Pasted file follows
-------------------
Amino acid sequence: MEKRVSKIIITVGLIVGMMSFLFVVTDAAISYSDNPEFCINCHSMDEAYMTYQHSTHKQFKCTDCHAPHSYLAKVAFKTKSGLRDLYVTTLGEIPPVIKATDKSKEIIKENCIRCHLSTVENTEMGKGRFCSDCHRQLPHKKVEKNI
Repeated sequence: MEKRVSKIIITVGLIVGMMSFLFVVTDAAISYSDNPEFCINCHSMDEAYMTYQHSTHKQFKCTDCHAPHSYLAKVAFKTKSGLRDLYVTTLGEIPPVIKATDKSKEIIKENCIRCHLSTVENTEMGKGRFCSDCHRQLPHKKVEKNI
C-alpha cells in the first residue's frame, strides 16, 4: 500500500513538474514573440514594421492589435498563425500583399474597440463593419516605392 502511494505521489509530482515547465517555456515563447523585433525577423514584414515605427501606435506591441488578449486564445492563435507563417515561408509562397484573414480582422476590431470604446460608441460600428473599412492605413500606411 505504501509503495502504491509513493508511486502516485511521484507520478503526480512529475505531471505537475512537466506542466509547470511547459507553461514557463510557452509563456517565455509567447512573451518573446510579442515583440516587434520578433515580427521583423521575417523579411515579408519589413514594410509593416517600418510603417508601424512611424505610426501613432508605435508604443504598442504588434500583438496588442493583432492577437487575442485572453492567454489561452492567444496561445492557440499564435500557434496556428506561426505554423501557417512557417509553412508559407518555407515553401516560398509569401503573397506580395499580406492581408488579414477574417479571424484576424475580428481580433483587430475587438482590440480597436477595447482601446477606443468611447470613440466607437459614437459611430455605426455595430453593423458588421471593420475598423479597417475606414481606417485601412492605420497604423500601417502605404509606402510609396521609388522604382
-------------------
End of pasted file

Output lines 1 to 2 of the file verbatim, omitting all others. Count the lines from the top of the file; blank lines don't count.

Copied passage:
Amino acid sequence: MEKRVSKIIITVGLIVGMMSFLFVVTDAAISYSDNPEFCINCHSMDEAYMTYQHSTHKQFKCTDCHAPHSYLAKVAFKTKSGLRDLYVTTLGEIPPVIKATDKSKEIIKENCIRCHLSTVENTEMGKGRFCSDCHRQLPHKKVEKNI
Repeated sequence: MEKRVSKIIITVGLIVGMMSFLFVVTDAAISYSDNPEFCINCHSMDEAYMTYQHSTHKQFKCTDCHAPHSYLAKVAFKTKSGLRDLYVTTLGEIPPVIKATDKSKEIIKENCIRCHLSTVENTEMGKGRFCSDCHRQLPHKKVEKNI